The indigenisation and democratisation of the Zimbabwean economy is not merely a moral initiative designed to overthrow the legacy of a past discriminatory colonial economic system but a pragmatic development strategy to unleash the nation’s full economic potential. However, neither the past’s wrongs nor future’s promise can be addressed without prioritising women’s economic empowerment.
In order to appreciate how the Indigenisation Act can empower women, it is necessary to understand how under colonial misrule, black women suffered double-edged discrimination and dis-empowerment as women and as black people; appreciate the personal and societal benefits of economically empowering women and devise concrete strategies that Government can use to empower women.
At independence in 1980, the democratic Government of Zimbabwe inherited an economy extensively dominated by white Zimbabweans and multinational corporations. Black Zimbabweans were marginalised from mainstream economic activity, possessed limited skills and were mainly low-level workers in both the public and private sectors. Therefore, the indigenisation of the Zimbabwean economy and empowerment of black Zimbabweans is both morally and economically justified in the continuing struggle for independence. However, to address the issue of race and uplift men without prioritising women’s empowerment, would exacerbate rather than close the gender gap and signify a gross misreading of history.
Prior to colonisation, the significant value of Zimbabwean women’s productive labour in producing and processing food created and maintained their rights in domestic, political, cultural, economic, religious and social spheres, among others. With the creation of the colonial economy, the marginalization of women came in several ways:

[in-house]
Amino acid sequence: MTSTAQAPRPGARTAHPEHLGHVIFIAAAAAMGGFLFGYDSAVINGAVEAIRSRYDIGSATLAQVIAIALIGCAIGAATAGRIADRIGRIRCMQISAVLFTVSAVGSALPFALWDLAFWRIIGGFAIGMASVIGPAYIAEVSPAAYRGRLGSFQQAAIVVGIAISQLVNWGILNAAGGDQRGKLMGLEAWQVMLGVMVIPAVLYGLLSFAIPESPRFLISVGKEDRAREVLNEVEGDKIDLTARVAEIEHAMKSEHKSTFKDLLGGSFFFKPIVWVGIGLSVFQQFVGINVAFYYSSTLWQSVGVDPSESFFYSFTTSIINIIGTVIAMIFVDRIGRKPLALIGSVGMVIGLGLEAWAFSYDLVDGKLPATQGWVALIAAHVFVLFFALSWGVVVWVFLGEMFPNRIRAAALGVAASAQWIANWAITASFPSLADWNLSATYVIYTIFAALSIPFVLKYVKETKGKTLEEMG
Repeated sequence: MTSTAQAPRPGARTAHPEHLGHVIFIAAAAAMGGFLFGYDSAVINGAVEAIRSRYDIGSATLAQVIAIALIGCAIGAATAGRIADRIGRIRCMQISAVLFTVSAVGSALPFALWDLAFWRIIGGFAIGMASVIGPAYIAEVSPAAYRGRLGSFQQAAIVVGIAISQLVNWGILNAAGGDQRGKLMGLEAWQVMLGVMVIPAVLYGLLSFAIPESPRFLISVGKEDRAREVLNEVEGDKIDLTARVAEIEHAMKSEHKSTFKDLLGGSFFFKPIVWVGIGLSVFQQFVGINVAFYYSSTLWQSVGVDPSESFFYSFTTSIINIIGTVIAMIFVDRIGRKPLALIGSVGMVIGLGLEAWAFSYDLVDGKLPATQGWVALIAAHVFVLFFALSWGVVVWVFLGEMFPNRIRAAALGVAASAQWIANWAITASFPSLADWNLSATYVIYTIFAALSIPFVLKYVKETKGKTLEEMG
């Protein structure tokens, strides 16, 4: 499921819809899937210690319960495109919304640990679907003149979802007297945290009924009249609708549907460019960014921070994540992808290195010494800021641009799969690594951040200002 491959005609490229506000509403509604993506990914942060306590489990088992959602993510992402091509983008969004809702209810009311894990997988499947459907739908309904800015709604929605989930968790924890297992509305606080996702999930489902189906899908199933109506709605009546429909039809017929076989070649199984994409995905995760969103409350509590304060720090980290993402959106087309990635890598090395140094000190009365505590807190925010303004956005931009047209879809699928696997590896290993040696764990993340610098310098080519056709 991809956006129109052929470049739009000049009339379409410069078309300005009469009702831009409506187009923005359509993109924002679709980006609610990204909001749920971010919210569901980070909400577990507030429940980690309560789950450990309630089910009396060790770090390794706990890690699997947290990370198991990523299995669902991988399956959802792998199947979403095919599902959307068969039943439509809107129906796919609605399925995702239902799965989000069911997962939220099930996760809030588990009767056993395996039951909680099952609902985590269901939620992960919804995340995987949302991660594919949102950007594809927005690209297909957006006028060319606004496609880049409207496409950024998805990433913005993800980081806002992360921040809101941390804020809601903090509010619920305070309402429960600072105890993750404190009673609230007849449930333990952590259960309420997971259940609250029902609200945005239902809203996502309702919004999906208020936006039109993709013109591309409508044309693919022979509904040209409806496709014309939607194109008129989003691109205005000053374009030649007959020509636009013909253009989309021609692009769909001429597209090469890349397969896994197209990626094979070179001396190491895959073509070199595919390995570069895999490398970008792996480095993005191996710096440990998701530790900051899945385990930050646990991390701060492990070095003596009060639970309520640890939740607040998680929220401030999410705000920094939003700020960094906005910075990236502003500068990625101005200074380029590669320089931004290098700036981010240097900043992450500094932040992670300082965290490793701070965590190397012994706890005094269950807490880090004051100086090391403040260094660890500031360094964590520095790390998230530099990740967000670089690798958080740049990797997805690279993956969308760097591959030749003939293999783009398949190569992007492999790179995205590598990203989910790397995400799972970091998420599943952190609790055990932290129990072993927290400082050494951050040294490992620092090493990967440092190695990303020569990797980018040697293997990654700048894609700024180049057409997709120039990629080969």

Firstly, the advent of title deeds, made men the sole owners of land. Consequently, as women lost access and control of land, they became increasingly economically dependent on men. This in turn led to an intensification of domestic patriarchy, reinforced by colonial social institutions.
Secondly, as colonialism continued to entrench itself in Zimbabwean soil, the perceived importance of women’s agricultural contribution to the household was greatly reduced, as their vital role in food production was overshadowed by the more lucrative male-dominated cash crop cultivation for the international market.
Finally, the introduction of wage labour affected women by uprooted men from villages to work in urban areas causing both negative social and economic impacts on women.
Three decades after the Zimbabwean flag was hoisted at Rufaro Stadium, the economy is still mired in the transitional problem of creating an equitable environment in which indigenous people can extend their control over productive activities across all sectors of the economy.
The extent to which the colonial economic system created conditions for the exploitation of women’s labour and dependence on men has not been adequately redressed. The economic independence that the democratisation of the Zimbabwean economy seeks to attain is incomplete and thus unattainable without prioritising women’s economic empowerment.